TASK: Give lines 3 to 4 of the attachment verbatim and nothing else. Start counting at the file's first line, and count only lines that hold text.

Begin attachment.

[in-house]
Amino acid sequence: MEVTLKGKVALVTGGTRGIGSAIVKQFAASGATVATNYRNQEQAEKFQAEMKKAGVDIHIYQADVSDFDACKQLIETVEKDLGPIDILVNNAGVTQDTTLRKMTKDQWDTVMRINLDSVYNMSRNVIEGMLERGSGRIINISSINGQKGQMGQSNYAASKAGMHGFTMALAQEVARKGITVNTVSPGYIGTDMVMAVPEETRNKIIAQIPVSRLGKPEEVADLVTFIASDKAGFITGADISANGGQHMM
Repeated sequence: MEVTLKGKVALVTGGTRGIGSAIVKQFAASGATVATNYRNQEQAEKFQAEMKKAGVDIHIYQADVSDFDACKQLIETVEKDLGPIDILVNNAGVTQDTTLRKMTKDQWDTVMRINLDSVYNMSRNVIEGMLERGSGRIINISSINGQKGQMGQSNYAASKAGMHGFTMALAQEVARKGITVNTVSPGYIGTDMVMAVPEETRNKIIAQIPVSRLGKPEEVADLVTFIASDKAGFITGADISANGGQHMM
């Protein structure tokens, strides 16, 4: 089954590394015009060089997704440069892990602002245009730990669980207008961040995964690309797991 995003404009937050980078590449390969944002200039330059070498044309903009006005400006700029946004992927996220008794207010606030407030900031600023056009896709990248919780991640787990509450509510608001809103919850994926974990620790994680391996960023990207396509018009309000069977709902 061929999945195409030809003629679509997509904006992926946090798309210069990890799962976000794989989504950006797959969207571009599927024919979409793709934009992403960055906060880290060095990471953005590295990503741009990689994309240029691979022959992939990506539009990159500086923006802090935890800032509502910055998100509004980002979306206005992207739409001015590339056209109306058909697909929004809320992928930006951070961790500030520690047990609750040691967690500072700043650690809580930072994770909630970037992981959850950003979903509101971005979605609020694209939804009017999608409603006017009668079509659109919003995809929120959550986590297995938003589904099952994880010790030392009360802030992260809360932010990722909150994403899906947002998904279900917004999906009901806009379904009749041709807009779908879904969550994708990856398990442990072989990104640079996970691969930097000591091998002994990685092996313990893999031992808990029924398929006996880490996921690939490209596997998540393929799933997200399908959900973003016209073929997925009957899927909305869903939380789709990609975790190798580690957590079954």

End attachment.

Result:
Repeated sequence: MEVTLKGKVALVTGGTRGIGSAIVKQFAASGATVATNYRNQEQAEKFQAEMKKAGVDIHIYQADVSDFDACKQLIETVEKDLGPIDILVNNAGVTQDTTLRKMTKDQWDTVMRINLDSVYNMSRNVIEGMLERGSGRIINISSINGQKGQMGQSNYAASKAGMHGFTMALAQEVARKGITVNTVSPGYIGTDMVMAVPEETRNKIIAQIPVSRLGKPEEVADLVTFIASDKAGFITGADISANGGQHMM
């Protein structure tokens, strides 16, 4: 089954590394015009060089997704440069892990602002245009730990669980207008961040995964690309797991 995003404009937050980078590449390969944002200039330059070498044309903009006005400006700029946004992927996220008794207010606030407030900031600023056009896709990248919780991640787990509450509510608001809103919850994926974990620790994680391996960023990207396509018009309000069977709902 061929999945195409030809003629679509997509904006992926946090798309210069990890799962976000794989989504950006797959969207571009599927024919979409793709934009992403960055906060880290060095990471953005590295990503741009990689994309240029691979022959992939990506539009990159500086923006802090935890800032509502910055998100509004980002979306206005992207739409001015590339056209109306058909697909929004809320992928930006951070961790500030520690047990609750040691967690500072700043650690809580930072994770909630970037992981959850950003979903509101971005979605609020694209939804009017999608409603006017009668079509659109919003995809929120959550986590297995938003589904099952994880010790030392009360802030992260809360932010990722909150994403899906947002998904279900917004999906009901806009379904009749041709807009779908879904969550994708990856398990442990072989990104640079996970691969930097000591091998002994990685092996313990893999031992808990029924398929006996880490996921690939490209596997998540393929799933997200399908959900973003016209073929997925009957899927909305869903939380789709990609975790190798580690957590079954």